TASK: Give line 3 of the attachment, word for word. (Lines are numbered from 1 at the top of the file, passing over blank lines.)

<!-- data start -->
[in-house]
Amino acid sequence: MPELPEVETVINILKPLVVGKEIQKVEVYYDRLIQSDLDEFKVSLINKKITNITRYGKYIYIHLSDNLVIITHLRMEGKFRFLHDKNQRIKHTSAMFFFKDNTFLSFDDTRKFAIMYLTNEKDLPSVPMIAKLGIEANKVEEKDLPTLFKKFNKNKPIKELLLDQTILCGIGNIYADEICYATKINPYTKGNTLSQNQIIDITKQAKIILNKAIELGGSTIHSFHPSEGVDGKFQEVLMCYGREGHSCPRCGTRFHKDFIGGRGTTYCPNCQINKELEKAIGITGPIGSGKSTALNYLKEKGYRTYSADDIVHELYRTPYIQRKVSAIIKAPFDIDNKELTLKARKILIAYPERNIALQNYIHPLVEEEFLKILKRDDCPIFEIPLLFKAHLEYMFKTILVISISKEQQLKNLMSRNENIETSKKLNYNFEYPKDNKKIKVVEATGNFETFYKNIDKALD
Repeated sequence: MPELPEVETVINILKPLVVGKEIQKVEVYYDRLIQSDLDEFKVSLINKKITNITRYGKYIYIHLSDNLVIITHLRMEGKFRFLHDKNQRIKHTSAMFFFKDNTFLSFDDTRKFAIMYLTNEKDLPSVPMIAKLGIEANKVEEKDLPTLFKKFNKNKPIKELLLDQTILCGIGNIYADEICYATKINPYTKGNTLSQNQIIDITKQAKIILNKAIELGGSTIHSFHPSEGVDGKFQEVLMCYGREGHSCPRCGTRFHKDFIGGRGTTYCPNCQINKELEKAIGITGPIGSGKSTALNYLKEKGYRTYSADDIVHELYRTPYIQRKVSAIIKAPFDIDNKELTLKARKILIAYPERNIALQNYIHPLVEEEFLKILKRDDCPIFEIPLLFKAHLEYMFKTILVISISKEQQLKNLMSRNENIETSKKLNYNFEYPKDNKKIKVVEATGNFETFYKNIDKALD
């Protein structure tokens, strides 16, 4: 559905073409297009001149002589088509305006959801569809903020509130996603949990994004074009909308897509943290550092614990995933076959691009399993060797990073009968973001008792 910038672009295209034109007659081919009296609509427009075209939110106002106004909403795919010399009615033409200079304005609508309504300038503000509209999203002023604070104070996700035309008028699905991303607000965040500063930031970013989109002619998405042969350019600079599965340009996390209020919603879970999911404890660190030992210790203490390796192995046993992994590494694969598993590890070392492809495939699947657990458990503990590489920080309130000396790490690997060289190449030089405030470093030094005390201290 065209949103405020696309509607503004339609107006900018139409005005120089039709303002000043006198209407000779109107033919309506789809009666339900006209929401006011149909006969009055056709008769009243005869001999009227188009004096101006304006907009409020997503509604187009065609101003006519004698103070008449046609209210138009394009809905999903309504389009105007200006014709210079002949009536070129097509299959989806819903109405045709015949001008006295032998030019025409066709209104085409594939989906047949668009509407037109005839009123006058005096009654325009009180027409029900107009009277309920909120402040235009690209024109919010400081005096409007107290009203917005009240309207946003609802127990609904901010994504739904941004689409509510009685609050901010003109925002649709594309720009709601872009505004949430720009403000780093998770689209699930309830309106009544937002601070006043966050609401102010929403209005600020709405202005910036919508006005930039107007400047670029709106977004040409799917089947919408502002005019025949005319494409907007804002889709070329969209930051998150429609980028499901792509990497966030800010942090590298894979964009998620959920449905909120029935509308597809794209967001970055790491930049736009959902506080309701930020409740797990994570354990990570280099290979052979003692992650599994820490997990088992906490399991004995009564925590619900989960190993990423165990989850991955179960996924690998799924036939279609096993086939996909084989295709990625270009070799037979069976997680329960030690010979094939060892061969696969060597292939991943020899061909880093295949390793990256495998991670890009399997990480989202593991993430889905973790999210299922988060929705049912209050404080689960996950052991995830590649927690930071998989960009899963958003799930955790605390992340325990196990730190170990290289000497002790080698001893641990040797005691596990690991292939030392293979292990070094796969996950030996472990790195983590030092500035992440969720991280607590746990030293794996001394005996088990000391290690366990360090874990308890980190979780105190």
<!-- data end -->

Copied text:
Repeated sequence: MPELPEVETVINILKPLVVGKEIQKVEVYYDRLIQSDLDEFKVSLINKKITNITRYGKYIYIHLSDNLVIITHLRMEGKFRFLHDKNQRIKHTSAMFFFKDNTFLSFDDTRKFAIMYLTNEKDLPSVPMIAKLGIEANKVEEKDLPTLFKKFNKNKPIKELLLDQTILCGIGNIYADEICYATKINPYTKGNTLSQNQIIDITKQAKIILNKAIELGGSTIHSFHPSEGVDGKFQEVLMCYGREGHSCPRCGTRFHKDFIGGRGTTYCPNCQINKELEKAIGITGPIGSGKSTALNYLKEKGYRTYSADDIVHELYRTPYIQRKVSAIIKAPFDIDNKELTLKARKILIAYPERNIALQNYIHPLVEEEFLKILKRDDCPIFEIPLLFKAHLEYMFKTILVISISKEQQLKNLMSRNENIETSKKLNYNFEYPKDNKKIKVVEATGNFETFYKNIDKALD